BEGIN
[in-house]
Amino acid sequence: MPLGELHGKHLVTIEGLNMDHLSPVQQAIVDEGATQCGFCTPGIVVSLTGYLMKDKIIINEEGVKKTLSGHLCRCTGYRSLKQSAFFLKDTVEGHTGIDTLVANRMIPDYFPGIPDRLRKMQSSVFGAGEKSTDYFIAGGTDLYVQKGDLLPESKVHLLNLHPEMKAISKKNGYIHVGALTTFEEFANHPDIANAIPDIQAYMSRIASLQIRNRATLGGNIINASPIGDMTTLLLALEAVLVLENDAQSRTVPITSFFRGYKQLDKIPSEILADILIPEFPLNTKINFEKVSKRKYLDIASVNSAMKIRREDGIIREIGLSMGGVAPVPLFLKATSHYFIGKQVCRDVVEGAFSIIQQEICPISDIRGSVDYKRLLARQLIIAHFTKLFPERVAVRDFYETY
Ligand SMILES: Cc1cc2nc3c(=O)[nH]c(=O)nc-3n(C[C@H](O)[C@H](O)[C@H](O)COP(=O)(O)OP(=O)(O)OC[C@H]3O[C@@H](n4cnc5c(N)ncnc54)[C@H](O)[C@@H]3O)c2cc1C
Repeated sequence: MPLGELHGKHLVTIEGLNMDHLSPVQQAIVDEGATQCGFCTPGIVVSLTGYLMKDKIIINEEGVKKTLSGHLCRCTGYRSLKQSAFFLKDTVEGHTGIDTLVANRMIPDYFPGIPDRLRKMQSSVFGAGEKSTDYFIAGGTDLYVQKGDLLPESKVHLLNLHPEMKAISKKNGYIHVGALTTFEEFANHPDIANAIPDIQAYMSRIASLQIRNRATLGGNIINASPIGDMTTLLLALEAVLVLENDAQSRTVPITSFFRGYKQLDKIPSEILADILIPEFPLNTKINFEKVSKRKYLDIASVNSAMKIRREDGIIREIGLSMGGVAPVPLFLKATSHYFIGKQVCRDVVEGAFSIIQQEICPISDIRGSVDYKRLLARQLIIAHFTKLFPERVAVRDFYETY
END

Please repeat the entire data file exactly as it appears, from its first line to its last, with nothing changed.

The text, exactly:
[in-house]
Amino acid sequence: MPLGELHGKHLVTIEGLNMDHLSPVQQAIVDEGATQCGFCTPGIVVSLTGYLMKDKIIINEEGVKKTLSGHLCRCTGYRSLKQSAFFLKDTVEGHTGIDTLVANRMIPDYFPGIPDRLRKMQSSVFGAGEKSTDYFIAGGTDLYVQKGDLLPESKVHLLNLHPEMKAISKKNGYIHVGALTTFEEFANHPDIANAIPDIQAYMSRIASLQIRNRATLGGNIINASPIGDMTTLLLALEAVLVLENDAQSRTVPITSFFRGYKQLDKIPSEILADILIPEFPLNTKINFEKVSKRKYLDIASVNSAMKIRREDGIIREIGLSMGGVAPVPLFLKATSHYFIGKQVCRDVVEGAFSIIQQEICPISDIRGSVDYKRLLARQLIIAHFTKLFPERVAVRDFYETY
Ligand SMILES: Cc1cc2nc3c(=O)[nH]c(=O)nc-3n(C[C@H](O)[C@H](O)[C@H](O)COP(=O)(O)OP(=O)(O)OC[C@H]3O[C@@H](n4cnc5c(N)ncnc54)[C@H](O)[C@@H]3O)c2cc1C
Repeated sequence: MPLGELHGKHLVTIEGLNMDHLSPVQQAIVDEGATQCGFCTPGIVVSLTGYLMKDKIIINEEGVKKTLSGHLCRCTGYRSLKQSAFFLKDTVEGHTGIDTLVANRMIPDYFPGIPDRLRKMQSSVFGAGEKSTDYFIAGGTDLYVQKGDLLPESKVHLLNLHPEMKAISKKNGYIHVGALTTFEEFANHPDIANAIPDIQAYMSRIASLQIRNRATLGGNIINASPIGDMTTLLLALEAVLVLENDAQSRTVPITSFFRGYKQLDKIPSEILADILIPEFPLNTKINFEKVSKRKYLDIASVNSAMKIRREDGIIREIGLSMGGVAPVPLFLKATSHYFIGKQVCRDVVEGAFSIIQQEICPISDIRGSVDYKRLLARQLIIAHFTKLFPERVAVRDFYETY